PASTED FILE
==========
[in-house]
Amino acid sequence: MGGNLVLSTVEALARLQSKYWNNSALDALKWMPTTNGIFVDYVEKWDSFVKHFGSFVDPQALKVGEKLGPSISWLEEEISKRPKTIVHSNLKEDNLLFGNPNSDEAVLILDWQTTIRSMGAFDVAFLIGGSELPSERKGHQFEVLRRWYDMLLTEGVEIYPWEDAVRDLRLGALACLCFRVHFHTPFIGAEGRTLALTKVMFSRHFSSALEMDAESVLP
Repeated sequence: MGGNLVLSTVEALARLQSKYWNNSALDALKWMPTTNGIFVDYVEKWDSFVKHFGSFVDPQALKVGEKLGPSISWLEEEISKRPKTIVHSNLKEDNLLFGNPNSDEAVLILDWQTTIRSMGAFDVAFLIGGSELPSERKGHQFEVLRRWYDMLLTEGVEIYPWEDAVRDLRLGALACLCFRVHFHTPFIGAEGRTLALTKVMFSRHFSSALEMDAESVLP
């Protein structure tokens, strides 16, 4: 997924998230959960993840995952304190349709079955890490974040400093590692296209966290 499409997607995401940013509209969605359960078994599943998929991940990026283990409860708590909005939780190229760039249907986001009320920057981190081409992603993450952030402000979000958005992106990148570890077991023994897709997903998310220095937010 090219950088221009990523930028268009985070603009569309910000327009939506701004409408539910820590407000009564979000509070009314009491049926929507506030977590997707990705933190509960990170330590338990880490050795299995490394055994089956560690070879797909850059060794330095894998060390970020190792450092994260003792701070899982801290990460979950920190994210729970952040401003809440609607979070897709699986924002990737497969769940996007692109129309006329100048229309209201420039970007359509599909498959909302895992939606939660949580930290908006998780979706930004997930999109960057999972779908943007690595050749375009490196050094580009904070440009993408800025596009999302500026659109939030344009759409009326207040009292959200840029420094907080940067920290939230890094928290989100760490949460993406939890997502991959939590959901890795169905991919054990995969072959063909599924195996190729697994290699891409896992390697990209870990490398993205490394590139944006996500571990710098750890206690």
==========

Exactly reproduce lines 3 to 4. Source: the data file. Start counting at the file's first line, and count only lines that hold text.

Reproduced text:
Repeated sequence: MGGNLVLSTVEALARLQSKYWNNSALDALKWMPTTNGIFVDYVEKWDSFVKHFGSFVDPQALKVGEKLGPSISWLEEEISKRPKTIVHSNLKEDNLLFGNPNSDEAVLILDWQTTIRSMGAFDVAFLIGGSELPSERKGHQFEVLRRWYDMLLTEGVEIYPWEDAVRDLRLGALACLCFRVHFHTPFIGAEGRTLALTKVMFSRHFSSALEMDAESVLP
């Protein structure tokens, strides 16, 4: 997924998230959960993840995952304190349709079955890490974040400093590692296209966290 499409997607995401940013509209969605359960078994599943998929991940990026283990409860708590909005939780190229760039249907986001009320920057981190081409992603993450952030402000979000958005992106990148570890077991023994897709997903998310220095937010 090219950088221009990523930028268009985070603009569309910000327009939506701004409408539910820590407000009564979000509070009314009491049926929507506030977590997707990705933190509960990170330590338990880490050795299995490394055994089956560690070879797909850059060794330095894998060390970020190792450092994260003792701070899982801290990460979950920190994210729970952040401003809440609607979070897709699986924002990737497969769940996007692109129309006329100048229309209201420039970007359509599909498959909302895992939606939660949580930290908006998780979706930004997930999109960057999972779908943007690595050749375009490196050094580009904070440009993408800025596009999302500026659109939030344009759409009326207040009292959200840029420094907080940067920290939230890094928290989100760490949460993406939890997502991959939590959901890795169905991919054990995969072959063909599924195996190729697994290699891409896992390697990209870990490398993205490394590139944006996500571990710098750890206690």